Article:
“These are two dissimilar fields,” he says. “But what they have in common is that they require the use of lightweight structures that can only be made by additive manufacturing.”
Wonbong Choi, professor of materials science and engineering, and Yijie Jiang, assistant professor of mechanical engineering, are developing hybrid composite materials with embedded sensors for autonomous vehicles and wearable devices. Choi and Ifana Mahbub, assistant professor of electrical engineering, will print wireless sensors and interfaces for unmanned aerial vehicles and antennas for wireless drone charging. Mahbub also will use CAAAM facilities to fabricate prototypes of implants that will be used in the brains of rodents for medical research and wearable devices to detect falls in older adults.
“3D printing makes it cheaper and faster, and we can do quality control,” Mahbub says.
Looking to further leverage UNT’s strengths, CAAAM researchers contacted Song Fu in the Department of Computer Science and Engineering to help accelerate research efforts through data analytics. Researchers at CAAAM model the manufacturing process using UNT’s high-performance computing capabilities to run simulations. They send the data to Fu and his graduate students, who are using machine learning to examine different parameters in the manufacturing process to create computer models that can be used in a wide range of manufacturing applications, including aerospace.
Fu says their results will help manufacturers down the road determine what materials to use without having to do their own simulations.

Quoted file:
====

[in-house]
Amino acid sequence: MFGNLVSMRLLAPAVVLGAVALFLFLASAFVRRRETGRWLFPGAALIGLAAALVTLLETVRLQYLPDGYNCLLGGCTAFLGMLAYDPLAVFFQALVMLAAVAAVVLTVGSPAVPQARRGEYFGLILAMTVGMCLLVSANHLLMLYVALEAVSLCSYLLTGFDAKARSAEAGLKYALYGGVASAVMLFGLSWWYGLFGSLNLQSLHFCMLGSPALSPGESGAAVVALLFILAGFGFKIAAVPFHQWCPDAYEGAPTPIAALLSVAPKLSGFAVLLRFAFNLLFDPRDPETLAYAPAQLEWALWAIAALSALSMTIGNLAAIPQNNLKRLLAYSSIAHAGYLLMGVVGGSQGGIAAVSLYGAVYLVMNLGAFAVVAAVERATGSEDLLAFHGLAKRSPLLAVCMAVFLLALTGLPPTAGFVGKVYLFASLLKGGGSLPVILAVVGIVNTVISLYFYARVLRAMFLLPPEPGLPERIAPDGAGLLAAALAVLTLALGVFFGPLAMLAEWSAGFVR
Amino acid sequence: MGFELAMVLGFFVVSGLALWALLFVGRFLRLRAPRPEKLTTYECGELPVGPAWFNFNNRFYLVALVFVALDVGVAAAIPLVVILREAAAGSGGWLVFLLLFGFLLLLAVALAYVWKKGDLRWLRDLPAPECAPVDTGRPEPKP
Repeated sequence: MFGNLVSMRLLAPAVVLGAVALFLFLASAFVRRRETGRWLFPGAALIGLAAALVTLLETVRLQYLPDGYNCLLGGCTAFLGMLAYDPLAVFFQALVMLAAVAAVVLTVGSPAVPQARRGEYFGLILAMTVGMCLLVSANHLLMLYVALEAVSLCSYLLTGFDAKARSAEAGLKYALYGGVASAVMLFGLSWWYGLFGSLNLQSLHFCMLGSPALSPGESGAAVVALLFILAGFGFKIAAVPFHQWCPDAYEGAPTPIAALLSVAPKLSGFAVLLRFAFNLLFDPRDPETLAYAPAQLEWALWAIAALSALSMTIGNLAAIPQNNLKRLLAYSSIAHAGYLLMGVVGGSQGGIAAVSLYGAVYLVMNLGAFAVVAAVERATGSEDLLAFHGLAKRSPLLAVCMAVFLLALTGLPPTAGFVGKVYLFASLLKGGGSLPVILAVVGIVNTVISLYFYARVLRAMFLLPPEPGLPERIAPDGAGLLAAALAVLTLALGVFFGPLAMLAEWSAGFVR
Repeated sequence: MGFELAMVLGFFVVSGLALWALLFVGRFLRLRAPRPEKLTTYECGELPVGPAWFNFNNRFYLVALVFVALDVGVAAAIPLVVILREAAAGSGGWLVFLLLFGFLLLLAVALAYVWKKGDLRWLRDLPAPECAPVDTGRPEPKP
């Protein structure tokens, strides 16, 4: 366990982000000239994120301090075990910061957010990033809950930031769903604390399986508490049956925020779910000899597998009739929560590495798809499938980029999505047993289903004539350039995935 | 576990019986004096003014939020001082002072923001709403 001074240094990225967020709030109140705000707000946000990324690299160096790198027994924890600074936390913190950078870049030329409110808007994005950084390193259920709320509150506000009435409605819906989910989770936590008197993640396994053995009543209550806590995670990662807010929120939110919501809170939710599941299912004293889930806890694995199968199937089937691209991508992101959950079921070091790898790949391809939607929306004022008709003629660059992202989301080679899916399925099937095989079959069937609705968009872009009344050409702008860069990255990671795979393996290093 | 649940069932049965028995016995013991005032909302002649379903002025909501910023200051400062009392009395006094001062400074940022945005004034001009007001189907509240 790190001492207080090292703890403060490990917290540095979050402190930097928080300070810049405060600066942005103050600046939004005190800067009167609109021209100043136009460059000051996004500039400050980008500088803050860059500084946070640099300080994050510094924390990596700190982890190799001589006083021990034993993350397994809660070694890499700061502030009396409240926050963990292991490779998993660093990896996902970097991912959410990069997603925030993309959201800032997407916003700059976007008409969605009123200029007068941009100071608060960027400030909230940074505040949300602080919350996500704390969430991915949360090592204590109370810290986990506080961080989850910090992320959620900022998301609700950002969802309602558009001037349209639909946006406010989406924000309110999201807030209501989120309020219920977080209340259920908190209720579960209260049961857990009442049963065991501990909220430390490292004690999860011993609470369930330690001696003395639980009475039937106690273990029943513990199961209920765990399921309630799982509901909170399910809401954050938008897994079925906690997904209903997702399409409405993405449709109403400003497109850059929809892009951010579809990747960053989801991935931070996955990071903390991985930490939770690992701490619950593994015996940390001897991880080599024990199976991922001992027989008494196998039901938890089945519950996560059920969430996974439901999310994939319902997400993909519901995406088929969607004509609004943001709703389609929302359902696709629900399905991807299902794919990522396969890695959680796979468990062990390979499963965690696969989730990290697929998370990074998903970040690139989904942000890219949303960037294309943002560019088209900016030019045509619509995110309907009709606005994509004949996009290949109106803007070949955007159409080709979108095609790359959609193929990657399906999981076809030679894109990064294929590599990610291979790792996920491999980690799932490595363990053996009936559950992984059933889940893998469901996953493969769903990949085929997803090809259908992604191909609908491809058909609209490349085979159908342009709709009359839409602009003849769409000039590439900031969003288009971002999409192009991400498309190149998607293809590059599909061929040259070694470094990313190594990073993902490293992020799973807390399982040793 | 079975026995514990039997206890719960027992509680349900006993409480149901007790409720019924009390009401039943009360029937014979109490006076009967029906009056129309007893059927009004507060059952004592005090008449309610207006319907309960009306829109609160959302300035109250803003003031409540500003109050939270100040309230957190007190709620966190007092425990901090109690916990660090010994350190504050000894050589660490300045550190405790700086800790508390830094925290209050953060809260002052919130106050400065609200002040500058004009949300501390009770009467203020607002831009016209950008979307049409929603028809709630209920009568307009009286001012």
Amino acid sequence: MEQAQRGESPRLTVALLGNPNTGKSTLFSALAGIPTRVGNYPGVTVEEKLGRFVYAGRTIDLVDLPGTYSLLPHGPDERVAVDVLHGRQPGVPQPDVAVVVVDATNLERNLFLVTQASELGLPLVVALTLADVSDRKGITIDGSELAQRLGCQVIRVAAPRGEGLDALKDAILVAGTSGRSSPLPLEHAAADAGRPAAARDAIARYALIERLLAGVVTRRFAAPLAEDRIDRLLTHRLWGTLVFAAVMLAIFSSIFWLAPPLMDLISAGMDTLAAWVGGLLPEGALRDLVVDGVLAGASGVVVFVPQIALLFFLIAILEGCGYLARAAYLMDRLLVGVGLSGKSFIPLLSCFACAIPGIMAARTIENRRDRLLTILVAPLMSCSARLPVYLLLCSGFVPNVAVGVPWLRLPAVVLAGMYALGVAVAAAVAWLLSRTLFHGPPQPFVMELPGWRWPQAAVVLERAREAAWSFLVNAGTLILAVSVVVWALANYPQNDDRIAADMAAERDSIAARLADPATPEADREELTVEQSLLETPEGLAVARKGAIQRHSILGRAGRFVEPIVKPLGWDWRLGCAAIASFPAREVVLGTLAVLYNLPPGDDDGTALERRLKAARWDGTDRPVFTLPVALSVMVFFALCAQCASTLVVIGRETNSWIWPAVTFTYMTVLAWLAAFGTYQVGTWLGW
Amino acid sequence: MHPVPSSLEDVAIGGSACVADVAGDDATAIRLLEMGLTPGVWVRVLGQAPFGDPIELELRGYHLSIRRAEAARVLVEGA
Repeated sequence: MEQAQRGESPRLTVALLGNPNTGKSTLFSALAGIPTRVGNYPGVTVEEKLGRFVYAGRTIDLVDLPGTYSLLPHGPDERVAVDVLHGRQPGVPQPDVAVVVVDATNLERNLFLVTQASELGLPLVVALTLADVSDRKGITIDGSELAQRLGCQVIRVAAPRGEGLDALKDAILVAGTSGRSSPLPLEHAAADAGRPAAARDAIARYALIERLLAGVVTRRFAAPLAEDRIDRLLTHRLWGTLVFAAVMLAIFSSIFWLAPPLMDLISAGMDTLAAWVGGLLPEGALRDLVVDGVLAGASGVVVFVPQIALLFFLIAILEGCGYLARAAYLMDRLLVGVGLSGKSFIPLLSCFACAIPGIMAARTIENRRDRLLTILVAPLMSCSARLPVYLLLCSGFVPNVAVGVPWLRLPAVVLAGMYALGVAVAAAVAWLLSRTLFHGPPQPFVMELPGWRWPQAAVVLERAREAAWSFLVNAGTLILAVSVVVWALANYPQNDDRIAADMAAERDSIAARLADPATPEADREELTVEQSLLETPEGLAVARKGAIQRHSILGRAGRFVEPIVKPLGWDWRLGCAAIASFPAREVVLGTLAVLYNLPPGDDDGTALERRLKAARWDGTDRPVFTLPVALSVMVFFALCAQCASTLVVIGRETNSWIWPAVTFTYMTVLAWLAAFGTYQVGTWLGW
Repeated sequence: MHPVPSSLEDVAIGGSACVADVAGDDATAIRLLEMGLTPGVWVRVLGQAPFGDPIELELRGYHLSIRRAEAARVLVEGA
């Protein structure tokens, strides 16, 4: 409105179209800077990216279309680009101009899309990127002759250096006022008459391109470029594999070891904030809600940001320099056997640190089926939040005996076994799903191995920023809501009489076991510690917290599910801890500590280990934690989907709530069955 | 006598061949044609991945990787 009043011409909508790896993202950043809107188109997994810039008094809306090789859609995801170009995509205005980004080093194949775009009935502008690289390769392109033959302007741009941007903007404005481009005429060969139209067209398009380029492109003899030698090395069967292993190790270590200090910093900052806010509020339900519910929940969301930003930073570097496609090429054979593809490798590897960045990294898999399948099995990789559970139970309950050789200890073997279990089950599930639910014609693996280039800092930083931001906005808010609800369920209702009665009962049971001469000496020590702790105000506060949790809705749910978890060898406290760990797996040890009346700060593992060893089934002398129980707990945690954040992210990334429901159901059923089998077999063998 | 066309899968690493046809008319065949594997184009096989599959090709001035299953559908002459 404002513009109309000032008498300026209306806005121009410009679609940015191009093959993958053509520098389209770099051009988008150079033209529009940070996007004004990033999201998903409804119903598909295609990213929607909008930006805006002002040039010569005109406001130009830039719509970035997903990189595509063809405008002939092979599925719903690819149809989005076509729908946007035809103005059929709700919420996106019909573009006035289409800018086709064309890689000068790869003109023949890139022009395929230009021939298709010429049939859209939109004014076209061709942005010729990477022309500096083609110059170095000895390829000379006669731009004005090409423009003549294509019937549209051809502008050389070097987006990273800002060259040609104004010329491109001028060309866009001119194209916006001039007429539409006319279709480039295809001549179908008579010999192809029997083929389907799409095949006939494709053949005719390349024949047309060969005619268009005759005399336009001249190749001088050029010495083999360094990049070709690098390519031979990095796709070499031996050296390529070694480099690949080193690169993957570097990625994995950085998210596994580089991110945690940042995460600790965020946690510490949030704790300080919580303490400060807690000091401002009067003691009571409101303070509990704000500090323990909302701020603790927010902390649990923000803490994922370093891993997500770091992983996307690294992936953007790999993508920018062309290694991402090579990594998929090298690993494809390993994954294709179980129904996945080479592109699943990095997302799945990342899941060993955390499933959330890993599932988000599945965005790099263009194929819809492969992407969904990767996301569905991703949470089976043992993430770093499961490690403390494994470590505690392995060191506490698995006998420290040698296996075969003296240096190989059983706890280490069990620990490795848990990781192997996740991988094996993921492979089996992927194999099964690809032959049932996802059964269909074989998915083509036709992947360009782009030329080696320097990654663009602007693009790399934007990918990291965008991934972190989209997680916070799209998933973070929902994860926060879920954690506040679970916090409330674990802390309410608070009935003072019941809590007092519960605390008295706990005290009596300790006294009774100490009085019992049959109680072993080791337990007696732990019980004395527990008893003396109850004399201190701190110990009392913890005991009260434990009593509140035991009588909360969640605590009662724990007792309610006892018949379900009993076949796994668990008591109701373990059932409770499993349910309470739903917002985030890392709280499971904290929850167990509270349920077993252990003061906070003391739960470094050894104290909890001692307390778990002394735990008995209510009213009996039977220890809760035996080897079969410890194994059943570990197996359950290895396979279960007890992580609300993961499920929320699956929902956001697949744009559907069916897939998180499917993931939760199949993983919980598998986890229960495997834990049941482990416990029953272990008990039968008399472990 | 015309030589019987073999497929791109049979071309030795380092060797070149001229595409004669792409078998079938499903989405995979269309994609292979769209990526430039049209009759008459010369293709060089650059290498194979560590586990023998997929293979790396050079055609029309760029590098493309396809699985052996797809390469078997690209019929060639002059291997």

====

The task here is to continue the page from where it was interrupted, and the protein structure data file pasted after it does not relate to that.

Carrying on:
“We’re working to improve the speed, feasibility and accuracy to allow additive manufacturing to be implemented in more industry settings — making it more agile and adaptive,” Fu says.
While additive manufacturing has many advantages — the ability to manufacture one-off designs, use advanced materials, manufacture without waste and create one-piece parts with almost limitless possibilities of complex design — much needs to be re-envisioned, such as the supply chain process.
And experts in UNT’s Jim McNatt Institute for Logistics Research are helping to find solutions. Ph.D. candidate Himali Patil and assistant professor Suman Niranjan in the Department of Logistics and Operations Management are studying the logistics of additive manufacturing spare parts, from automotive to appliances. In the not-too-distant future, service or repair companies could actually print small spare parts in their service vehicles or locally, as long as they have the designs. Patil is collecting data from manufacturers to look at what additive manufacturing of metal parts will be practical, feasible and economically viable.
“Additive manufacturing of spare parts could be a revolution,” says Arunachalam Narayanan, associate professor of infor-mation technology and decision sciences. “It’s not that the technology is not good. It’s just that people have not studied it, and there’s not enough trust in the process. CAAAM is helping to understand these things so industry can move forward.”
Additive manufacturing is still coming of age, but the team assembled at CAAAM is playing a critical role in its development and future success.
“We have assembled an incredibly efficient group of innovative people,” Dahotre says. “At UNT, we are ahead of the times and contributing as leaders of this new technological revolution.”